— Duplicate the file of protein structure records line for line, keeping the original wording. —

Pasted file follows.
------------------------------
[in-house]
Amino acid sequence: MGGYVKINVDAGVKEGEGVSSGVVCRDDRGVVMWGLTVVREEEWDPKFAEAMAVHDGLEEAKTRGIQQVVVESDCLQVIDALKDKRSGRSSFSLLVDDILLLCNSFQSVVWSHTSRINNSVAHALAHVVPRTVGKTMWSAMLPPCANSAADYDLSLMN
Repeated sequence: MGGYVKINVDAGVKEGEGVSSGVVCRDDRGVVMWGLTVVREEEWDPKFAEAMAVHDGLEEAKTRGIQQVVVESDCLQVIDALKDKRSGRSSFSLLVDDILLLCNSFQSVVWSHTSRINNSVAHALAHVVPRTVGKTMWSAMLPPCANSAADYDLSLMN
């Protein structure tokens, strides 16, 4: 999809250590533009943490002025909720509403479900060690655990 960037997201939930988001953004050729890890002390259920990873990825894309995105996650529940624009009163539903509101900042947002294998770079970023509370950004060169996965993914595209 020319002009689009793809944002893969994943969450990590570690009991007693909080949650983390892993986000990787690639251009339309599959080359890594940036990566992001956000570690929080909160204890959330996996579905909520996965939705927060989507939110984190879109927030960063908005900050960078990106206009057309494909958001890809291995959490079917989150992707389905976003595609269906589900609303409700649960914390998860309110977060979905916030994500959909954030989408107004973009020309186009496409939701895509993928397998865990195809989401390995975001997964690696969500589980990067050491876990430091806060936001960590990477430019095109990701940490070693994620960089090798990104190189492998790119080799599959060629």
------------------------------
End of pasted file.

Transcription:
[in-house]
Amino acid sequence: MGGYVKINVDAGVKEGEGVSSGVVCRDDRGVVMWGLTVVREEEWDPKFAEAMAVHDGLEEAKTRGIQQVVVESDCLQVIDALKDKRSGRSSFSLLVDDILLLCNSFQSVVWSHTSRINNSVAHALAHVVPRTVGKTMWSAMLPPCANSAADYDLSLMN
Repeated sequence: MGGYVKINVDAGVKEGEGVSSGVVCRDDRGVVMWGLTVVREEEWDPKFAEAMAVHDGLEEAKTRGIQQVVVESDCLQVIDALKDKRSGRSSFSLLVDDILLLCNSFQSVVWSHTSRINNSVAHALAHVVPRTVGKTMWSAMLPPCANSAADYDLSLMN
């Protein structure tokens, strides 16, 4: 999809250590533009943490002025909720509403479900060690655990 960037997201939930988001953004050729890890002390259920990873990825894309995105996650529940624009009163539903509101900042947002294998770079970023509370950004060169996965993914595209 020319002009689009793809944002893969994943969450990590570690009991007693909080949650983390892993986000990787690639251009339309599959080359890594940036990566992001956000570690929080909160204890959330996996579905909520996965939705927060989507939110984190879109927030960063908005900050960078990106206009057309494909958001890809291995959490079917989150992707389905976003595609269906589900609303409700649960914390998860309110977060979905916030994500959909954030989408107004973009020309186009496409939701895509993928397998865990195809989401390995975001997964690696969500589980990067050491876990430091806060936001960590990477430019095109990701940490070693994620960089090798990104190189492998790119080799599959060629």